Comments made by David Cameron never meant to be heard by the public, let alone the people they were about, have come back to haunt the Prime Minister.
Talking to the Queen, Cameron declared Nigeria and Afghanistan "fantastically corrupt", comments described as "embarrassing" by a spokesman for Nigerian president Muhammadu Buhari and "unfair" by the Afghan embassy in London.
A different spokesman for the president has added further comments from Buhari through his Twitter page.
Asked whether he wanted an apology from Cameron, Buhari told an anti-corruption event hosted by the Commonwealth Secretariat in London: "I am not going to demand any apology from anybody. What I am demanding is the return of assets."
He mentioned Britain's readiness to hand over the "bank account and fixed assets" of a Nigerian governor who died after being accused of money-laundering.
"This is what I'm asking for," said Buhari "What would I do with an apology? I need something tangible."
The Prime Minister has come under increasing pressure from the House of Commons over tax secrecy in Britain's overseas territories and Crown dependencies - but Cameron stood up for developing countries, urging critics to be "fair" to the territories, which he said had shown greater readiness to introduce transparency than many developed countries.
Cameron acknowledged that action on corruption must also be taken by developed countries as well as those in the developing world, and said new rules requiring foreign companies to declare the true owners of property in the UK would help ensure that they are not used as a place to stash "plundered money" from African countries.
After revelations about offshore financial activities in the Panama Papers, Cameron last month announced that the overseas territories and crown dependencies - like the British Virgin Islands and Jersey - had agreed to provide UK tax and law enforcement agencies with full access to company ownership details.
But charities have insisted they must go further and allow public access to registers, so they can be examined by journalists and NGOs, and Cameron was pressed on the issue by Labour leader Jeremy Corbyn and backbench MPs at Prime Minister's Questions.
Cameron said: "We asked three things of the overseas territories and Crown dependencies.
"We asked for automatic exchange of tax information, we asked for a common reporting standard for multinational companies and we asked for central beneficial ownership registries, so UK enforcement could know who really owns companies that are based there.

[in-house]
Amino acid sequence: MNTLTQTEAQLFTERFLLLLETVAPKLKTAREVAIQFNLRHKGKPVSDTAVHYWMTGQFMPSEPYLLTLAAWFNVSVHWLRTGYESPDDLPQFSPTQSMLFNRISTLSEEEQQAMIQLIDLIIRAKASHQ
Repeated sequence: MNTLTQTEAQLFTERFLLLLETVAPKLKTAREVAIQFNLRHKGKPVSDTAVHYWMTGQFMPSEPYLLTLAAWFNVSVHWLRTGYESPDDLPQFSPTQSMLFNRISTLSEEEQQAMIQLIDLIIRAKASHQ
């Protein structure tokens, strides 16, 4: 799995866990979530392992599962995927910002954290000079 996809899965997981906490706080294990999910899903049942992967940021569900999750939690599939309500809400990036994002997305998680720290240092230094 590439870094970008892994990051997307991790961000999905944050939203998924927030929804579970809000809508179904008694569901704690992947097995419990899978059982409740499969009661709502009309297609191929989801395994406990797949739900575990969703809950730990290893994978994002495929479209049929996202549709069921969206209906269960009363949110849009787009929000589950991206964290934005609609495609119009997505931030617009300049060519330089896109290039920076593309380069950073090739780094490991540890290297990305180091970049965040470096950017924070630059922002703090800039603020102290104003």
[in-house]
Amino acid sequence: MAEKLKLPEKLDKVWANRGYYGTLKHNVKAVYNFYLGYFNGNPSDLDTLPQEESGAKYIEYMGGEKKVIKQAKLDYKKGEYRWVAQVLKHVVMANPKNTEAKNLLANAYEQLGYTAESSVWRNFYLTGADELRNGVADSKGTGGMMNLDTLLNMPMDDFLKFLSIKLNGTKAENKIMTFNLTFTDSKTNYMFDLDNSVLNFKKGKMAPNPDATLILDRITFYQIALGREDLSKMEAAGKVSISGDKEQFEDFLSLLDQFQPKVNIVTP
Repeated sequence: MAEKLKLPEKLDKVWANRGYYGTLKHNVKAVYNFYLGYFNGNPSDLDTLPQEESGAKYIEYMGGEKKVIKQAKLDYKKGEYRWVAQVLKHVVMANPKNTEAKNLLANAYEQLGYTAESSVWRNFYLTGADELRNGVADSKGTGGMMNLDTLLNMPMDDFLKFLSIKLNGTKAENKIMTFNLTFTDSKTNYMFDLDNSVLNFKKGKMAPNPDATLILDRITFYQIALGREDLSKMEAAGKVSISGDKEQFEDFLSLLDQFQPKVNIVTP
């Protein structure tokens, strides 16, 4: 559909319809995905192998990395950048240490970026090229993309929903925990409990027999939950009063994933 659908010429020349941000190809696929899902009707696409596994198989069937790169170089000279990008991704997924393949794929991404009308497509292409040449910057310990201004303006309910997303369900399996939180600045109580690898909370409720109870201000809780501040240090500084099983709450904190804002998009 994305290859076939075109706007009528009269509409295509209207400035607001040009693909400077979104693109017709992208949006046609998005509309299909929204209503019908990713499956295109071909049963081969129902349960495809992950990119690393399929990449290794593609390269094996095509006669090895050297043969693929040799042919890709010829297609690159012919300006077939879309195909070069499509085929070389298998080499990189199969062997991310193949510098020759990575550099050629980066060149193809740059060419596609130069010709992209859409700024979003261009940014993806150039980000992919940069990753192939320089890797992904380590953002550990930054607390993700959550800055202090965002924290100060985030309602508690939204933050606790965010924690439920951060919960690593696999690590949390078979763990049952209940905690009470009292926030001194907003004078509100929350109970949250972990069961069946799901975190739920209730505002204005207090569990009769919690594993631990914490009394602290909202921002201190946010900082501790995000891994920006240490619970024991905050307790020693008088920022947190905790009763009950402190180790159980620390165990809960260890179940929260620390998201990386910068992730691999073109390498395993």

"They've delivered on the first two and they will be following and delivering on the third."
Scottish National Party Parliamentary Group leader Angus Robertson asked the PM if he had heard appeals from Nigerian anti-corruption activists who said their efforts were "seriously undermined" by the UK allowing corrupt individuals to "hide their ill-gotten gains in your luxury homes, department stores, car dealerships, private schools and anywhere else that will accept their cash with no questions asked".
Robertson said: "The role of London's property market to conceal stolen wealth has been exposed in court documents, reports, documentaries and more. What is the Prime Minister going to do about this?"
Cameron responded: "Action is necessary by developed countries as well as developing countries and the steps we are taking to make sure that foreign companies that own UK property have to declare who the beneficial owner is will be one of the ways we make sure that plundered money from African countries can't be hidden in London."
Writing in The Guardian, former Prime Minister Gordon Brown said: "If we are to ensure no hiding places for tax evaders, no safe haven for tax avoiders and no treasure islands for the money launderers who hide an estimated 7.5 trillion US dollars (£5.2 trillion) of global wealth, we need the automatic exchange of tax information worldwide."
Cameron acknowledged the awkwardness caused by his unflattering remarks about his summit guests, telling MPs that "tips on diplomacy are useful, given the last 24 hours", during which he admitted he had made "many unforced errors".
He said that the leaders of Nigeria and Afghanistan are "battling hard against very corrupt systems" and had made "remarkable steps forward".